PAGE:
The second step, elongation, starts when the mRNA is “read.” The tRNA delivers an amino acid, and this process repeats, elongating the chain of amino acids. The amino acids are retrieved from the cytoplasm; they are supplied by food.
Termination represents the end of the protein manufacture. The ribosome reads a stop codon, a sequence of the gene that instructs it to complete the protein build. Proteins called release factor proteins help the ribosome release the complete protein into the cytoplasm. The newly released proteins can fold or be modified in post-translational modification.
Ribosomes can work at high speed to join amino acids together, and can sometimes join 200 of them a minute! Larger proteins can take a few hours to build. The proteins ribosomes make go on to perform essential functions for life, making up muscles and other tissues. The cell of a mammal can contain as many as 10 billion protein molecules and 10 million ribosomes! When ribosomes complete their work, their subunits come apart and can be recycled or broken down.
Researchers are using their knowledge of ribosomes to make new antibiotics and other medicines. For example, new antibiotics exist that perform a targeted attack on the 70S ribosomes inside bacteria. As scientists learn more about ribosomes, more approaches to new medicines will no doubt be uncovered.
What Is Ribosomal DNA?
Ribosomal DNA, or ribosomal deoxyribonucleic acid (rDNA), is the DNA that encodes ribosomal proteins that form ribosomes. This rDNA makes up a relatively small portion of human DNA, but its role is crucial for several processes. Most of the RNA found in eukaryotes comes from ribosomal RNA that was transcribed from rDNA.
This transcription of rDNA is instated during the cell cycle. The rDNA itself comes from the nucleolus, which is located inside the cell’s nucleus.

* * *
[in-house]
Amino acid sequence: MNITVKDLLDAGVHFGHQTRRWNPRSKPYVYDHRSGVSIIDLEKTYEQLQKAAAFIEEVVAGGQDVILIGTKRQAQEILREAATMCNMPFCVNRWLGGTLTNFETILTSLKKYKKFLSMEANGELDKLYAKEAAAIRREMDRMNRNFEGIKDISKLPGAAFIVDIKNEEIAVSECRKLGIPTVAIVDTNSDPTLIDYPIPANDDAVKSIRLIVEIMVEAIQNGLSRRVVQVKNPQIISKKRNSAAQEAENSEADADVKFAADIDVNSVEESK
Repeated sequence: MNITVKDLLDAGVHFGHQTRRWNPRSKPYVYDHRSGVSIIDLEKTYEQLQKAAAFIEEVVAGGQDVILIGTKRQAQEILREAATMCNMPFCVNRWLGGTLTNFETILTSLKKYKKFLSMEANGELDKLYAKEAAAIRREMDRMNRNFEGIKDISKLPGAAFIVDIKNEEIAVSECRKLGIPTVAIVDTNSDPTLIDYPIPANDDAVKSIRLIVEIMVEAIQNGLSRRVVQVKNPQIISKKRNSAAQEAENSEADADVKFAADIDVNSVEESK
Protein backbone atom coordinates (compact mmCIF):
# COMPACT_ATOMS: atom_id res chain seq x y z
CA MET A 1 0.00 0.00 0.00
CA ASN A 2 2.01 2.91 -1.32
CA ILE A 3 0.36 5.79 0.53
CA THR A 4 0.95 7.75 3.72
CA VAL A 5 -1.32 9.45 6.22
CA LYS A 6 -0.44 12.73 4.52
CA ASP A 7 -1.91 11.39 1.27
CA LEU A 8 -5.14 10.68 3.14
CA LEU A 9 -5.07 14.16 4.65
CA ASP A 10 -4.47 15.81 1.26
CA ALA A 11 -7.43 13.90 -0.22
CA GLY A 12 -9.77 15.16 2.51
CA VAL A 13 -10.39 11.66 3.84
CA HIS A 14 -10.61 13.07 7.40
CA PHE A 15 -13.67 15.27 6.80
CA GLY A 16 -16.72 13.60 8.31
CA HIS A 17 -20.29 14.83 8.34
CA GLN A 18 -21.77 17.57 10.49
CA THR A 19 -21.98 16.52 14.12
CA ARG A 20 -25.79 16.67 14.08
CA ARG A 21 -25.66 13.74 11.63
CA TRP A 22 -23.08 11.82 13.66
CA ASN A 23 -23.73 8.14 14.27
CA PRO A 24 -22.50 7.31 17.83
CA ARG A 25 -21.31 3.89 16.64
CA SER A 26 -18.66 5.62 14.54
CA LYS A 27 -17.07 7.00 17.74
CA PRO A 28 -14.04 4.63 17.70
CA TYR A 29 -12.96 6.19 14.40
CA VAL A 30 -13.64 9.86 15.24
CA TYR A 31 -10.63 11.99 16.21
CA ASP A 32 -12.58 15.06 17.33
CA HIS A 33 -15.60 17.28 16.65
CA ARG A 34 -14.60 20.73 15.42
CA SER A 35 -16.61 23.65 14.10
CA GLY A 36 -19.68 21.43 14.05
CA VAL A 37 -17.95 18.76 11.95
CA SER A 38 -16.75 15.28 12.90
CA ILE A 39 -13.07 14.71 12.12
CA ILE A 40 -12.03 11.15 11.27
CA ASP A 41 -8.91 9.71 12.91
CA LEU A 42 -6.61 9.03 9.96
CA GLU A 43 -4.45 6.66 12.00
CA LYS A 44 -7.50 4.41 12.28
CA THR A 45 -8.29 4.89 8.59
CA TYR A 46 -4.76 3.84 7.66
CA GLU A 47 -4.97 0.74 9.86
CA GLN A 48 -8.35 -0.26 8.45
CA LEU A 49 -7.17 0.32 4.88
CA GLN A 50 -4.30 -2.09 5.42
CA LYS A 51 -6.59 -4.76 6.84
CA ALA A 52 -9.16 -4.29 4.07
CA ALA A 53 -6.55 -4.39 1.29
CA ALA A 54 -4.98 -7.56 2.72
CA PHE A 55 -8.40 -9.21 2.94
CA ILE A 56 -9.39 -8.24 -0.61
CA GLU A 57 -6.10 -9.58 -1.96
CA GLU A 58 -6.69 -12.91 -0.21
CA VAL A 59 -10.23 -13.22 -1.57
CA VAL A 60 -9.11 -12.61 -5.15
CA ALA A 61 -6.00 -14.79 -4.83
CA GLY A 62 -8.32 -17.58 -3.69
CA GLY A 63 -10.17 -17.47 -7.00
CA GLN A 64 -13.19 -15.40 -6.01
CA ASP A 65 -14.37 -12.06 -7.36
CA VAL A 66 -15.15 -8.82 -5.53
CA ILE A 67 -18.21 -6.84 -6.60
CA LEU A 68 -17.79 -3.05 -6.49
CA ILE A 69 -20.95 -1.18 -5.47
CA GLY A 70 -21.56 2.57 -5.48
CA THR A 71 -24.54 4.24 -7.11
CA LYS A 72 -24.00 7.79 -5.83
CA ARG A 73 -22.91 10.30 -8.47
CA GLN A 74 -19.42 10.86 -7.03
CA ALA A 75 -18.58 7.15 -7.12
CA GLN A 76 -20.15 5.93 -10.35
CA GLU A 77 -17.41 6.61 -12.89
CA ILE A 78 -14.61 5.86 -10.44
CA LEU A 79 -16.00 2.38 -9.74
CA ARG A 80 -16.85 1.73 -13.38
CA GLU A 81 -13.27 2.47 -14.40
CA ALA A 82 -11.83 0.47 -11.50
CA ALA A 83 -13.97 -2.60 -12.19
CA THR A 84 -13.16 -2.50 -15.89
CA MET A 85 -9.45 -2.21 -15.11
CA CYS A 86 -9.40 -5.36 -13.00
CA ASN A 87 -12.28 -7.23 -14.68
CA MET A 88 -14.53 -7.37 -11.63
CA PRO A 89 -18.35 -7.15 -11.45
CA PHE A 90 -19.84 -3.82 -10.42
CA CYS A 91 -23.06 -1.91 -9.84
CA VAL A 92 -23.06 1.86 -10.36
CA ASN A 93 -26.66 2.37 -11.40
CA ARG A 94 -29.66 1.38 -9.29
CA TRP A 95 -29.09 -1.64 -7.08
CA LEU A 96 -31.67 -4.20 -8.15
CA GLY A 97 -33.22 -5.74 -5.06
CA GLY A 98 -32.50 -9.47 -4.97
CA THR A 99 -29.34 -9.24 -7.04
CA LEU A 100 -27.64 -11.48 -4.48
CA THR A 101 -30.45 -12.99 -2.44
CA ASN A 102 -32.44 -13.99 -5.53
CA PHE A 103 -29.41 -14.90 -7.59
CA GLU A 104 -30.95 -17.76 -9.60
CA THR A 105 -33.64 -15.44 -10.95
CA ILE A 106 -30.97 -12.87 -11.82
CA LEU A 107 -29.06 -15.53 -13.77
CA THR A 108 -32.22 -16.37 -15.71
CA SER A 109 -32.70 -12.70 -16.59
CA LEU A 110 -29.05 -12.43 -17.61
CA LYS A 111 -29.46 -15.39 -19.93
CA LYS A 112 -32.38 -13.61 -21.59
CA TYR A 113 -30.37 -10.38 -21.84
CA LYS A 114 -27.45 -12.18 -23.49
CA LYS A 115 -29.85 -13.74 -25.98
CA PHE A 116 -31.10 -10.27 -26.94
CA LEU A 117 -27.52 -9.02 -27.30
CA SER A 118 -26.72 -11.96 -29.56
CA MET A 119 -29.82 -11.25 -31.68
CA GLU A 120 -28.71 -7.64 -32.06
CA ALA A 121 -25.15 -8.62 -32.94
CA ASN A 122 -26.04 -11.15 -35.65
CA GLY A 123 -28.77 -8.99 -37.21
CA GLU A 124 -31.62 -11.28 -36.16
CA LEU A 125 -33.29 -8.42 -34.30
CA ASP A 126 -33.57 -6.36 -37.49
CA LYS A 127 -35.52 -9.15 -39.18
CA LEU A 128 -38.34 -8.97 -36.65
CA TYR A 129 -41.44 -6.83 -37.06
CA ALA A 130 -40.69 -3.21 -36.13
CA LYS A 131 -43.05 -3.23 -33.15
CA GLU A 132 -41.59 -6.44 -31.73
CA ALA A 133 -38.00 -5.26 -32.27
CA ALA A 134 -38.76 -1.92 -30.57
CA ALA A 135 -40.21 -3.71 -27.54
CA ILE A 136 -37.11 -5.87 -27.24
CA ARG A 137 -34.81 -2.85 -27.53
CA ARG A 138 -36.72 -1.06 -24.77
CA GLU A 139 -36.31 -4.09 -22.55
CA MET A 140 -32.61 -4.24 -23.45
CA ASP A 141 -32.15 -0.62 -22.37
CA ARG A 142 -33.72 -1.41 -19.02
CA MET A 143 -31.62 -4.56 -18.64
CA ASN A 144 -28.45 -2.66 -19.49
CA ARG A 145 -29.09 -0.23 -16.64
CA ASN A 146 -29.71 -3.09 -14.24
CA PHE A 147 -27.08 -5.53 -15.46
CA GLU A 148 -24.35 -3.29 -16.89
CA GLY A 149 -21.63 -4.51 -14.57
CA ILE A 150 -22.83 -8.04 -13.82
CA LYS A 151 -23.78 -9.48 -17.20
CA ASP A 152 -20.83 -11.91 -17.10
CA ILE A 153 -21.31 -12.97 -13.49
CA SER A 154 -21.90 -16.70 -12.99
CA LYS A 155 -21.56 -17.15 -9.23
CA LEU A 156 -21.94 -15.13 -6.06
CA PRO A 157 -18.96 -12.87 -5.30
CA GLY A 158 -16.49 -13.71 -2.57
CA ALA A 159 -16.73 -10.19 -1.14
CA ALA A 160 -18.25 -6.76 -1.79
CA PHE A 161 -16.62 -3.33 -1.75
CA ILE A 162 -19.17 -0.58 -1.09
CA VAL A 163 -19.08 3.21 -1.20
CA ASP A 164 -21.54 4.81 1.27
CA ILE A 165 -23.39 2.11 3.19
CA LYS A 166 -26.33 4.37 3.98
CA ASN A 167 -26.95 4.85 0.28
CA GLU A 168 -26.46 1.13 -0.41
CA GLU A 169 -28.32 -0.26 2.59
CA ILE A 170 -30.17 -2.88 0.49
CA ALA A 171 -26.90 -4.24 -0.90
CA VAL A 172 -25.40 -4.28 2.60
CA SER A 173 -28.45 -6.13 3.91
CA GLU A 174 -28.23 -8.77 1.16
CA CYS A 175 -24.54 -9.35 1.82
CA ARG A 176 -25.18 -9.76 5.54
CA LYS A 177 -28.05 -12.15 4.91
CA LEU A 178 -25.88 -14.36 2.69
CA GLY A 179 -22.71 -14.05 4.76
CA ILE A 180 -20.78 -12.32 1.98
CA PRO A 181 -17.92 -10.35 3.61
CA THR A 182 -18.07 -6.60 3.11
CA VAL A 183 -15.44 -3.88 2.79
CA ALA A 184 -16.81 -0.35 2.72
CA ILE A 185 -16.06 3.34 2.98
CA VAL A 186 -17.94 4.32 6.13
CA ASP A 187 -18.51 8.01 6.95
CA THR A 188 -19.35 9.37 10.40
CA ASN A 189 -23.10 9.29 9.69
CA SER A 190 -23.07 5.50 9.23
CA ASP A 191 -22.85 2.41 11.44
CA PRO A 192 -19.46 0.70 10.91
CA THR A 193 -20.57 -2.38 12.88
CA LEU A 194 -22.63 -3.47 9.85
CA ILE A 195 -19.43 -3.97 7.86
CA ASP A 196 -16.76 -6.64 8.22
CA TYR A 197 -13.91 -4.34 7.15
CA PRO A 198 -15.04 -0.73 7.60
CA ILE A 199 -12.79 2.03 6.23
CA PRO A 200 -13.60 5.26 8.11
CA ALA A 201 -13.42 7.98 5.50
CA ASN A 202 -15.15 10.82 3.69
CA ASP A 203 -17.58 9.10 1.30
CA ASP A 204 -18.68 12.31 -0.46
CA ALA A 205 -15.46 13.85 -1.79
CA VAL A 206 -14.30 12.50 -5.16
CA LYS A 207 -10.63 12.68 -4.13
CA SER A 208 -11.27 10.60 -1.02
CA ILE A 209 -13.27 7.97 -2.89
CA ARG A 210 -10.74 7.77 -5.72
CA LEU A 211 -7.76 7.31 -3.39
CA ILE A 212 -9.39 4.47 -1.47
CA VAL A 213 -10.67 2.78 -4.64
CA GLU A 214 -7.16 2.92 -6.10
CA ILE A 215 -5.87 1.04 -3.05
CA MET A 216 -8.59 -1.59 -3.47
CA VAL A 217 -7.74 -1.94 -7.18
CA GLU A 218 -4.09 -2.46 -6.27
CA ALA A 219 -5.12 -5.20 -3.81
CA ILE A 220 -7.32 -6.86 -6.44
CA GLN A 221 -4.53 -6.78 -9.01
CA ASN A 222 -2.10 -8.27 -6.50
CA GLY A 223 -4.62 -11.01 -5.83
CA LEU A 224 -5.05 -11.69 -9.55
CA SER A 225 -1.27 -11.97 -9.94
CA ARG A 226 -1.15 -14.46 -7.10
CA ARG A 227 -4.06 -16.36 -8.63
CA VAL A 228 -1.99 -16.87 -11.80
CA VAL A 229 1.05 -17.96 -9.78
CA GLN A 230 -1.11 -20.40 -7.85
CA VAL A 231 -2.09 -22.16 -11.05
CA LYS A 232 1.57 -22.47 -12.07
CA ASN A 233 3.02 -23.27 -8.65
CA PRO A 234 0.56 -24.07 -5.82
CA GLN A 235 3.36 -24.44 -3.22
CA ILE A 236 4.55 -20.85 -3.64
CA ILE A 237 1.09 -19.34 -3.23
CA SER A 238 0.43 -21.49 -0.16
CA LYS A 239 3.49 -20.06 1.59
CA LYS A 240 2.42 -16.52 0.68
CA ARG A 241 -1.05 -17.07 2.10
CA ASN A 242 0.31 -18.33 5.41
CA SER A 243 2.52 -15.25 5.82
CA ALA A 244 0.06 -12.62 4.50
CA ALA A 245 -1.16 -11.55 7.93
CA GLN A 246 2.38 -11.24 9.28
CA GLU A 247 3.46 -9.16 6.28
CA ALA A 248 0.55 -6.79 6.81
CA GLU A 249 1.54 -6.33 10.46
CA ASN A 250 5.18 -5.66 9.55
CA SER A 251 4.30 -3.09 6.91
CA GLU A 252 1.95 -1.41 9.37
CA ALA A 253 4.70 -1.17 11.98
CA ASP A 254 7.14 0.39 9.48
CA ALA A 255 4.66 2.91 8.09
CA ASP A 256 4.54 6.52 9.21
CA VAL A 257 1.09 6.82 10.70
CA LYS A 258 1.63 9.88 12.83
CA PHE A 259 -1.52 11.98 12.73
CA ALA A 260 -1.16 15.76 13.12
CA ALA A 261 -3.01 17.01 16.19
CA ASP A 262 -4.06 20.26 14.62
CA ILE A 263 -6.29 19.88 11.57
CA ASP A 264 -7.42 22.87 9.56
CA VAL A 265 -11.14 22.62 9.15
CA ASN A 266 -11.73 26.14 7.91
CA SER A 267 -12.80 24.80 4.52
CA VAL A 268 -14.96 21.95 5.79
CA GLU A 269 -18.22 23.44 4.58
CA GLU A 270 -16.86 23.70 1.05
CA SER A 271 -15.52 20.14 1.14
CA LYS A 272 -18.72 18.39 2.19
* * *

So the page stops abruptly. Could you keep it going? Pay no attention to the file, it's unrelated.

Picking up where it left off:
The rDNA production level in cells varies depending on stress and nutrient levels. When there is starvation, transcription of rDNA drops. When there are abundant resources, rDNA production ramps up.
Ribosomal DNA is responsible for controlling the metabolism of cells, gene expression, response to stress and even aging. There needs to be a stable level of rDNA transcription to avoid cell death or tumor formation.
An interesting feature of rDNA is its large series of repeated genes. There are more rDNA repeats than needed for rRNA. While the reason for this is unclear, researchers think this may have to do with the need for different rates of protein synthesis as different points in development.
These repetitive rDNA sequences can lead to issues with genomic integrity. They are difficult to transcribe, replicate and repair, which in turn leads to overall instability that can lead to diseases. Whenever rDNA transcription occurs at a higher rate, there is an increased risk for breaks in the rDNA and other errors. Regulation of repetitive DNA is important for the health of the organism.